Core Skills – Planning and Goal-setting

Planning and goal-setting is an area that teachers recognise well. However, we are talking about coaching, not teaching and the situation is a bit different.

The biggest difference is … whose plan? Whose goals?

The skill of planning and goal-setting is about developing and maintaining an effective coaching plan with the student. Sounds familiar so far.

The coach does these things together with the student

  • Consolidates the collected information and establishes a coaching plan and development goals with the student that address concerns and major areas for learning and development,
  • Creates a plan with results that are attainable, measurable, specific and have target dates
  • Makes plan adjustments as warranted by the coaching process and by changes in the situation,
  • Helps the student identify and access different resources for learning (e.g., books, other professionals),
  • Identifies and targets early successes that are important to the student.

When to use planning and goal-setting?

There are opportunities for planning and goal-setting when planning the coaching sessions and at the start of each coaching session too. You can ask, “What do you want to achieve or experience in these coaching sessions? / this coaching session?”

Similarly, there are opportunities for planning and goal-setting when planning the term’s lessons and at the start of each lesson too.

“What do you want to learn or do during these lessons? / this lesson?”.

Previously, this has been expressed from the teacher’s internal point of view, “What do I want them to learn and do during the lessons?”.

Whose goals? Whose planning?

I have noticed that goals that are externally defined often result in low levels of motivation; and even may cause resentment and resistance in the client. This occurs even when the goals are well described and well understood. It happens most often when the goals are not well accepted, or not connected sufficiently to the client’s personal life.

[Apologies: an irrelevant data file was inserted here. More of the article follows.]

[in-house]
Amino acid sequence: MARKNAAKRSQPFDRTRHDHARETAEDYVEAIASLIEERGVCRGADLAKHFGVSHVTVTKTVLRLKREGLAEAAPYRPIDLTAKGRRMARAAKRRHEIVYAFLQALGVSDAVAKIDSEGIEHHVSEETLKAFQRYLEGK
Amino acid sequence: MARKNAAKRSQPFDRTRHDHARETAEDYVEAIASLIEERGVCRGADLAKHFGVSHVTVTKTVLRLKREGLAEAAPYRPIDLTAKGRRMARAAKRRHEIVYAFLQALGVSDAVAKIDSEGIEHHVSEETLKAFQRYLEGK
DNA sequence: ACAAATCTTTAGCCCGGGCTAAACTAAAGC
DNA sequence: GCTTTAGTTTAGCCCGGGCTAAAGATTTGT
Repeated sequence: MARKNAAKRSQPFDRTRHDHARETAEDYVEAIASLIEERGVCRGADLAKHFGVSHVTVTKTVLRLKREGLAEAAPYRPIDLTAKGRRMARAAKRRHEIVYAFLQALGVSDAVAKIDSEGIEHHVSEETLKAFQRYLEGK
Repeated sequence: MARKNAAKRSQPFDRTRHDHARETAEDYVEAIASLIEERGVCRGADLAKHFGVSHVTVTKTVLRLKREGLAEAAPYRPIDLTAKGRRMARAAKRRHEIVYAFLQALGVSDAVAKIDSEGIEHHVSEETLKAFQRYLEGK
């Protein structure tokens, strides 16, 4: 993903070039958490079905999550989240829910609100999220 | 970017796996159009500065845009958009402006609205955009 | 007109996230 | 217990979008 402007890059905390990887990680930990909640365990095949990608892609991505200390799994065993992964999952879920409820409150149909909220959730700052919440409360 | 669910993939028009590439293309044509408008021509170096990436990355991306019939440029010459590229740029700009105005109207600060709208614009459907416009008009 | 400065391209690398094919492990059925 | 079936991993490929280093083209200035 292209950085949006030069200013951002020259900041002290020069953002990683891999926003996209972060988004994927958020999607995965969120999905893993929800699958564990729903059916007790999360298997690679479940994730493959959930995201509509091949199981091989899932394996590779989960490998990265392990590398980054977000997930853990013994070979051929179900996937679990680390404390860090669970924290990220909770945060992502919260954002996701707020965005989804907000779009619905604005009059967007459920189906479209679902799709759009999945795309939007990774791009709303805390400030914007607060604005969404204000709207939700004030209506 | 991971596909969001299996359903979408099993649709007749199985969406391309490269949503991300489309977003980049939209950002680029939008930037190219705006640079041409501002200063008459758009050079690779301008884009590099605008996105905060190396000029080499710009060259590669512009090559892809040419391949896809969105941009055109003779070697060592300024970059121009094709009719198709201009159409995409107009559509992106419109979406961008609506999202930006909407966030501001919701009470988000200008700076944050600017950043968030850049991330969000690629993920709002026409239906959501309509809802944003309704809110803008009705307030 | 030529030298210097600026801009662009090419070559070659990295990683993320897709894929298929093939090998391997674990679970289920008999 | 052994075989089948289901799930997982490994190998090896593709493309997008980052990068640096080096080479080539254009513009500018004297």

I have also noticed that goals that are internally defined by the client result in higher levels of motivation and a different kind of resistance.

As coaching becomes more frequently used in schools and colleges we shall see more work done in balancing these two sets of goals. The personal, student goals and the community, educational goals. There need be no conflict between these sets of goals. There will be a need to build bridges between them.

Identifying resistance as external or internal

When you are coaching a student you will notice, probably through a change in their tone of voice, or body language, that there is some resistance to what is coming up for them.

I have found that this issue is one of whose goals are being worked with.

When the goal is not wholly accepted by the student there is resistance, or resentment.

  • Resistance is to internal goals. The body language often displays Fear.
  • Resentment is to external goals. The body language often displays Disgust.

How can you pick up on the difference between resistance and resentment?

For me this is a question of calibration. Noticing the changes in a particular student’s tone of voice and body language when I know in advance that the goal is external will help me notice when it happens later.

Misuse of coaching as a persuasion tool

There is a risk that coaching will be tried as a means of persuasion. Although some visible success may be achieved in a coaching session it is common that the client’s values system will bring them back to the previous behaviour.

It is only when the client truly wishes to make a change, that is in line with their values, that they can overcome the fear that has been holding them back from making desired changes.

Maturity

Coaching requires maturity, readiness for responsibility, and willingness to change yourself.

Balancing External and Internal goals

External goals are those that are set by the student’s Community (i.e. their family, society and school) and Internal goals are those that come from the student’s own perception of their Life Mission.

12 Step Method

A method that a coach can use to illuminate the student’s situation regarding their external and internal goals and finding a balance between them, that also enables the coach to remain neutral, is as follows.

On a scale 1-10 …

  1. How well do you know your own Life Mission and goals?
  2. How well would you like to know your own Life Mission and goals?
  3. What does/would knowing at that level give you?
  4. How strongly do you accept your own Life Mission and goals?
  5. How strong would you like your acceptance of your own Life Mission and goals to be?
  6. What does/would accepting them at that level give you?
  7. How well do you know your community’s goals for you? How strongly do you accept them?
  8. How well would you like to know your community’s goals for you?
  9. What does/would knowing at that level give you?
  10. How strongly do you accept your community’s goals?
  11. How strong would you like your acceptance of your community’s goals to be?
  12. What does/would accepting them at that level give you?

This is part of a series of 12 blogs about the ICF Core Coaching Skills